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Practical Guide to the GDPR – Part 8

Part 7 of this series looked at how far an employer might be exposed if employees whose images were used in internal or external marketing or other corporate communications then withdraw their consent to that processing.

Our Global IP and Technology team has now provided some useful further thoughtson this risk, accepting that the practical import of the new law in this area remains unclear, but offering some guidance in the meantime.

Essentially, the team recommends that you make your use of the employees’ images the subject of free-standing contracts to run in parallel with the employment relationship. So what would that separate contract look like? Remember that GDPR consent must be “freely-given, specific, informed and unambiguous”, so ideally it would:-

  • be in writing for obvious evidential purposes;
  • specify (perhaps even attach) the particular images to be used. Only the least self-aware among your staff will be happy with indiscriminate use of shots of them yawning, frowning or wearing the arresting green pallor of the morning after a night on the tiles;
  • identify where those images will be used (website, brochure, marketing flyer, etc.) and in conjunction with what text or other images;
  • identify also to whom those materials will be distributed (job candidates, existing employees, potential customers, general public, etc.) and in the case of hard copies, in approximately what numbers;
  • make clear for how long the images will be used – only until a particular date or product launch, for example – but noting that hard copies of brochures already in circulation at that time cannot and will not then be traced or recalled;
  • perhaps offer some notional payment to the employees to reinforce to them the significance of the consent being given. However, do note that the making of a payment does not override the employees’ GDPR rights to withdraw consent, nor (as the IPT blog makes clear) does it give the employer any realistic rights of recourse against the employees if they choose to do so. You could provide that the employees might withdraw consent at any time on the repayment of a pro-rated part of that sum, but if that is still a number significant enough to act as a deterrent to withdrawal, you have almost certainly paid far too much to start with;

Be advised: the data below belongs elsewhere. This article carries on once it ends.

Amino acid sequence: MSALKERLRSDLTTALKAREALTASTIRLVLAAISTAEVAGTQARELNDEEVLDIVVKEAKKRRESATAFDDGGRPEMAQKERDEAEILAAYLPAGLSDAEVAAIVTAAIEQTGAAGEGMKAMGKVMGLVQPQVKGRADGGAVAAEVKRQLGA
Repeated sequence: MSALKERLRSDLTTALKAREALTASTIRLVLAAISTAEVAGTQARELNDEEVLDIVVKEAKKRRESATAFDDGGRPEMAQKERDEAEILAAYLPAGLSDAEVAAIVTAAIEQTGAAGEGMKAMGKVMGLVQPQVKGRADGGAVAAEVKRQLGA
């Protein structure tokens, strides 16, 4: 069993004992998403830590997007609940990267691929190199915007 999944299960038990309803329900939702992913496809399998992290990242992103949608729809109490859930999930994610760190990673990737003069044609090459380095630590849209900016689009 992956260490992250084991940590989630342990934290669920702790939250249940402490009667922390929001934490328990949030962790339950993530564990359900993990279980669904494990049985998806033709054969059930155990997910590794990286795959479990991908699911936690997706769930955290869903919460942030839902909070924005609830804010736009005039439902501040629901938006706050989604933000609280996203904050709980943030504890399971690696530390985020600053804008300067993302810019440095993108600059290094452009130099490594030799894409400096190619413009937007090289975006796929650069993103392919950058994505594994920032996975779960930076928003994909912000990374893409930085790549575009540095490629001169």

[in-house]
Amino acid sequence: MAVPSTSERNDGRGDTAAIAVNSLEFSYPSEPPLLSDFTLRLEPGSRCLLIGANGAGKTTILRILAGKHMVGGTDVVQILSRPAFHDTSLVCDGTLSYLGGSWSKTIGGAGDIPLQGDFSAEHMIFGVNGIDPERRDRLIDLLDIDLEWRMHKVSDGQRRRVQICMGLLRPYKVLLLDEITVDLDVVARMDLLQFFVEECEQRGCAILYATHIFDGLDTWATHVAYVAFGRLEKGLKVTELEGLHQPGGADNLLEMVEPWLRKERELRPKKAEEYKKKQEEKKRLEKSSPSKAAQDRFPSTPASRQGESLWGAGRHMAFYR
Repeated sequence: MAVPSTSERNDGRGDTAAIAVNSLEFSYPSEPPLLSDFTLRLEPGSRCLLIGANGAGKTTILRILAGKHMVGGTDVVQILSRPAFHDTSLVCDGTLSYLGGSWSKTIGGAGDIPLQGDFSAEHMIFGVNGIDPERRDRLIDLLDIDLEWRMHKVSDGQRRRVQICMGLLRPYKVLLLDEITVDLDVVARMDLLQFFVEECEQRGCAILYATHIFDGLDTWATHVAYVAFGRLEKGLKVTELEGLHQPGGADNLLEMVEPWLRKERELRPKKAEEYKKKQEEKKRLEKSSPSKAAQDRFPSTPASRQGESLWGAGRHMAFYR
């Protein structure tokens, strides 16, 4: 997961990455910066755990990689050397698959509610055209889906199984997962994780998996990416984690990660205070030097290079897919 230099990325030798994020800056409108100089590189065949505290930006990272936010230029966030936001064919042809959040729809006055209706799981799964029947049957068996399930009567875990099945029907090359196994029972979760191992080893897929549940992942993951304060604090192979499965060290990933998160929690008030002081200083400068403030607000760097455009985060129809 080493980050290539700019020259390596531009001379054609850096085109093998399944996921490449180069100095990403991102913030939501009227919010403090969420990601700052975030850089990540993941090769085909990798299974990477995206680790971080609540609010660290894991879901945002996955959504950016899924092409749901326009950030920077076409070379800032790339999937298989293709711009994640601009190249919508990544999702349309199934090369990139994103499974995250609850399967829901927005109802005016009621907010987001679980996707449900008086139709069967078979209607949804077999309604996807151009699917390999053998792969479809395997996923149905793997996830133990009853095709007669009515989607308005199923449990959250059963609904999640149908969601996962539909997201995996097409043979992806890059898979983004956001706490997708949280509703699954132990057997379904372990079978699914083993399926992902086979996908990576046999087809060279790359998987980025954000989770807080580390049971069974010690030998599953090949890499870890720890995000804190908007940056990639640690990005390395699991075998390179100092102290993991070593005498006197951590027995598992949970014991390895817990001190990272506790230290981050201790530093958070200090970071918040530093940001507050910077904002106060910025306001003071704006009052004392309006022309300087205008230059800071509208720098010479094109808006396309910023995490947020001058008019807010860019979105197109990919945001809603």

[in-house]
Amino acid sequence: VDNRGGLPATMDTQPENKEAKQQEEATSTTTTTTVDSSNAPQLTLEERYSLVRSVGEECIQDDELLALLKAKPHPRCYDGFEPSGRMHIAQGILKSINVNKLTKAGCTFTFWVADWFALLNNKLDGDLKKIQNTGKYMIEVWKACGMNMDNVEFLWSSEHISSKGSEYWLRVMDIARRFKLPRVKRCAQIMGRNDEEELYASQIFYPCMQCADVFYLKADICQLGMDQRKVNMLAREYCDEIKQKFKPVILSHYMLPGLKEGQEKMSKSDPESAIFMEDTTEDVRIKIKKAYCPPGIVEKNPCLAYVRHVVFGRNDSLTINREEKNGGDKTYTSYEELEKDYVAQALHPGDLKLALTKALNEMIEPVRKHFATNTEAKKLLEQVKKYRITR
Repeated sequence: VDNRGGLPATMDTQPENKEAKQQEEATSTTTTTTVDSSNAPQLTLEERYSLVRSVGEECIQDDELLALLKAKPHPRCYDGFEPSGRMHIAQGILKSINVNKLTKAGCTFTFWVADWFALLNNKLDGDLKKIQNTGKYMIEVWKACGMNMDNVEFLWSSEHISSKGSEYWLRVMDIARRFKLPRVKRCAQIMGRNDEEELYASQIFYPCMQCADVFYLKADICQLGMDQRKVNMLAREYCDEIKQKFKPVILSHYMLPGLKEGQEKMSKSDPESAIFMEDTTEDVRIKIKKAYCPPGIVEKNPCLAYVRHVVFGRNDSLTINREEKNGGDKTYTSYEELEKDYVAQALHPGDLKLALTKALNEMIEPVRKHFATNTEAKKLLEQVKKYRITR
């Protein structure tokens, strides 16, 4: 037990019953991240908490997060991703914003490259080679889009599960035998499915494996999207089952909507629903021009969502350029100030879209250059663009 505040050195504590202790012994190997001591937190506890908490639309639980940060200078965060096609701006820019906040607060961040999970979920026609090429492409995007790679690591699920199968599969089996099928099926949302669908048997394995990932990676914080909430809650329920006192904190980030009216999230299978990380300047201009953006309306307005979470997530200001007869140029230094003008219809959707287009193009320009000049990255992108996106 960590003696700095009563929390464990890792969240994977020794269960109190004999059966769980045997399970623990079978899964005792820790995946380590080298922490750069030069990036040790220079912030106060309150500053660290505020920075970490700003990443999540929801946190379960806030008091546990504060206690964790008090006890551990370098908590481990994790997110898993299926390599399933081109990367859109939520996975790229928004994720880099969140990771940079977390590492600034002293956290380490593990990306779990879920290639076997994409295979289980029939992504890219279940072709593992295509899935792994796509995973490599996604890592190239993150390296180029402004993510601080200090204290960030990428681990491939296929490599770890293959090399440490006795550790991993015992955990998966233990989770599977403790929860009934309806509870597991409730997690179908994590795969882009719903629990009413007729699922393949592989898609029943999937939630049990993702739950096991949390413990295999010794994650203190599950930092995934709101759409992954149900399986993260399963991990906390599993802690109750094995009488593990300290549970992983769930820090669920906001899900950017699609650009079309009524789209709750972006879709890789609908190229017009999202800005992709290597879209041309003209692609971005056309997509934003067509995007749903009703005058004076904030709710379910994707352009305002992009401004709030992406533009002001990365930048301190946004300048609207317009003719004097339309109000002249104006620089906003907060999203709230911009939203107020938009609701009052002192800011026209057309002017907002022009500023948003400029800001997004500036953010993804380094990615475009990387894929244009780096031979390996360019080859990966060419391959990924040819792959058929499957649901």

• if the agreed duration of use of the images is lengthy, and the hard copies of them are produced in batches, then perhaps provide the employee with a right to withdraw consent on a certain period of notice in the interim, allowing the employer a reasonable opportunity to use up existing stocks of hard-copy materials and to replace the relevant digital images without rush; and
  • last, an express acknowledgement by the employees that their entering a parallel contract was voluntary and that they had not been placed under any pressure or threat to do so.

 

© Copyright 2018 Squire Patton Boggs (US) LLP

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About this Author

David Whincup, Employment Attorney, Squires Patton Boggs Law Firm
Partner

Following ten years at a Magic Circle firm, David has been Head of our London Employment practice since 1994. His expertise gained from twenty-five years as a specialist Employment Law practitioner covers a wide variety of employment-related issues, including in particular individual and team recruitment issues, policy and contract drafting, disciplinary and grievance procedures, individual and collective redundancies, the defence of employee discrimination and dismissal claims and other litigation, whistleblowing, employee health, data protection and matters surrounding...

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